U.S. Airliners Could Be Vulnerable to In-flight Hacking, GAO SaysEngineering360 News Desk | April 16, 2015
A report from the U.S. Government Accountability Office (GAO) is warning that domestic commercial airliners could be hacked in-flight by passengers using a plane's wireless entertainment system to access its flight controls.
That is just one of the cybersecurity weakness pointed out by the GAO report, which says that the Federal Aviation Administration (FAA) must address these issues as air traffic control systems continue to evolve with next generation technology.
"Internet connectivity in the cabin should be considered a direct link between the aircraft and the outside world, which includes potential malicious actors," the report is quoted as saying.
One cybersecurity expert said that even "a virus or malware" planted on websites visited by passengers could offer an opportunity for a malicious attack.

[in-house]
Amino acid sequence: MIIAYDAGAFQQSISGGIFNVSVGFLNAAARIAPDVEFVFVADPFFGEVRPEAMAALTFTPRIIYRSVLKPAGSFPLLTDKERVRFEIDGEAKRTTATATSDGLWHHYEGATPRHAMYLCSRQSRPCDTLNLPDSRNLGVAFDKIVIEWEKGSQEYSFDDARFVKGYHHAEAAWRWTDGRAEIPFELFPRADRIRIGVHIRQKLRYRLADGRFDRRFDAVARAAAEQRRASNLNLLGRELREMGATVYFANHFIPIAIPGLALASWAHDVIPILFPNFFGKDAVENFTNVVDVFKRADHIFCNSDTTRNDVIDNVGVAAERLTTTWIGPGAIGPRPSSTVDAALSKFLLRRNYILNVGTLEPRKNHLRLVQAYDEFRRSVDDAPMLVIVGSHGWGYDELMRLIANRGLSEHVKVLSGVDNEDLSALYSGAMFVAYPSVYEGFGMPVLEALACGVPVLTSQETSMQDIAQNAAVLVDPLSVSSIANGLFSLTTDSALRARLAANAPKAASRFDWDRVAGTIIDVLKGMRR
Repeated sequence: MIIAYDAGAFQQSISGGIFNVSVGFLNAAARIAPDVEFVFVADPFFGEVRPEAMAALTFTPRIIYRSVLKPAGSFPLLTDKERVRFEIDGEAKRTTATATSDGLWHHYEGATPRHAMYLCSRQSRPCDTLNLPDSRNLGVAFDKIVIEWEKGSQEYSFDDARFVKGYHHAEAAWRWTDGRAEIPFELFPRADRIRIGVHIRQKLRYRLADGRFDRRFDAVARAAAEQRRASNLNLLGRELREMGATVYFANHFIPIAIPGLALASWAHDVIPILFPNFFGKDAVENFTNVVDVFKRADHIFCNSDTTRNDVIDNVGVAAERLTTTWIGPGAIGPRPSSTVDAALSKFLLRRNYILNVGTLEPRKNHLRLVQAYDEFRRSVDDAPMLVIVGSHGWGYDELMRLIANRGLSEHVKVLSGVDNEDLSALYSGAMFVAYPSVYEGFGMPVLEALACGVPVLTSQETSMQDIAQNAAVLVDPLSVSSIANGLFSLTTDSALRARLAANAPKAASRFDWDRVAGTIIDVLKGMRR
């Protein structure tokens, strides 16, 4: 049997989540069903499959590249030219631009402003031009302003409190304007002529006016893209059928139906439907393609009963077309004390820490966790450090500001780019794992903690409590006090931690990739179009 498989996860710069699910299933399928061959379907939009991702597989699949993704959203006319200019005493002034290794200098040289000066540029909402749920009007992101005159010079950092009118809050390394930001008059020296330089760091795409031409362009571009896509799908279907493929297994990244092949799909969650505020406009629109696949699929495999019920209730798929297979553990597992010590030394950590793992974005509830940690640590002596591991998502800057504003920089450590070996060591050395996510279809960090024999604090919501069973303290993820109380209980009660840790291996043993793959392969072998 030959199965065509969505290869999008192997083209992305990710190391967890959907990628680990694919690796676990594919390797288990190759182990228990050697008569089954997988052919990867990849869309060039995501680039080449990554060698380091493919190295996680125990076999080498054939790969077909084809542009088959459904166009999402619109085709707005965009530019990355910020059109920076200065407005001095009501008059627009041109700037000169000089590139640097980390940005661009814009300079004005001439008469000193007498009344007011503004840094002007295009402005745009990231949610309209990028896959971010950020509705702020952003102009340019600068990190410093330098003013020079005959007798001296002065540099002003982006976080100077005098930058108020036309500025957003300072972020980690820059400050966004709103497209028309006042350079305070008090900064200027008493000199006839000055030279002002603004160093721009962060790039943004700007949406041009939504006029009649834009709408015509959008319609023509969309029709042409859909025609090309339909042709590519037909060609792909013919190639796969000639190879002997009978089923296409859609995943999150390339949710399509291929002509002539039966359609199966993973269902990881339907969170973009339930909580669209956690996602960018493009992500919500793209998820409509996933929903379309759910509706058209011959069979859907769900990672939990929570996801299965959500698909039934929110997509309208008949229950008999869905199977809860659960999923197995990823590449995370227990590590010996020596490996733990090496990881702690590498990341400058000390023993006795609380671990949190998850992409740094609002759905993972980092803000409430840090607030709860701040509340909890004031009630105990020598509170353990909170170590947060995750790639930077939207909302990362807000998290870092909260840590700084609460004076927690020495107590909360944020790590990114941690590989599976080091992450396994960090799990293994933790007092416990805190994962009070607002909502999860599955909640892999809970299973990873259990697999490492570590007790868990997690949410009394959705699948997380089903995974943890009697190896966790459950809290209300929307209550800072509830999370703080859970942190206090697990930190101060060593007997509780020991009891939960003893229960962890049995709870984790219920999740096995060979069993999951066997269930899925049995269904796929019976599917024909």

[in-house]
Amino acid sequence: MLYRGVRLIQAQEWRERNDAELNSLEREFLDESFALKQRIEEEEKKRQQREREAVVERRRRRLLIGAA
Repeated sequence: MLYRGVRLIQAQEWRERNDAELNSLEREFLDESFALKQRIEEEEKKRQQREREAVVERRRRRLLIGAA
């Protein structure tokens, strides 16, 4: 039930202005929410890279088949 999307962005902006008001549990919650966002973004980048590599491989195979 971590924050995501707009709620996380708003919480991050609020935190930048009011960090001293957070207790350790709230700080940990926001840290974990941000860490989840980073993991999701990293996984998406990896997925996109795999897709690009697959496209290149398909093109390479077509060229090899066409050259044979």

The GAO report says the FAA faces cybersecurity challenges in at least three areas:
(1) protecting air-traffic control information systems,
(2) protecting aircraft avionics used to operate and guide aircraft and
(3) clarifying cybersecurity roles and responsibilities among multiple FAA offices.
Cybersecurity experts told GAO that the on-board firewalls intended to protect avionics from hackers could be breached if flight control and entertainment systems use the same wiring and routers.
GAO recommends that the FAA:
1) assess developing a cybersecurity threat model,
2) include the agency's Office of Safety as a full member of the Committee and
3) develop a plan to implement National Institute of Standards and Technology revisions within with federal Office of Management and Budget's time frames.
The report says FAA concurred with the first and third recommendations, but believes that its safety office is sufficiently involved in cybersecurity.
The news was reported by the Reuters news agency.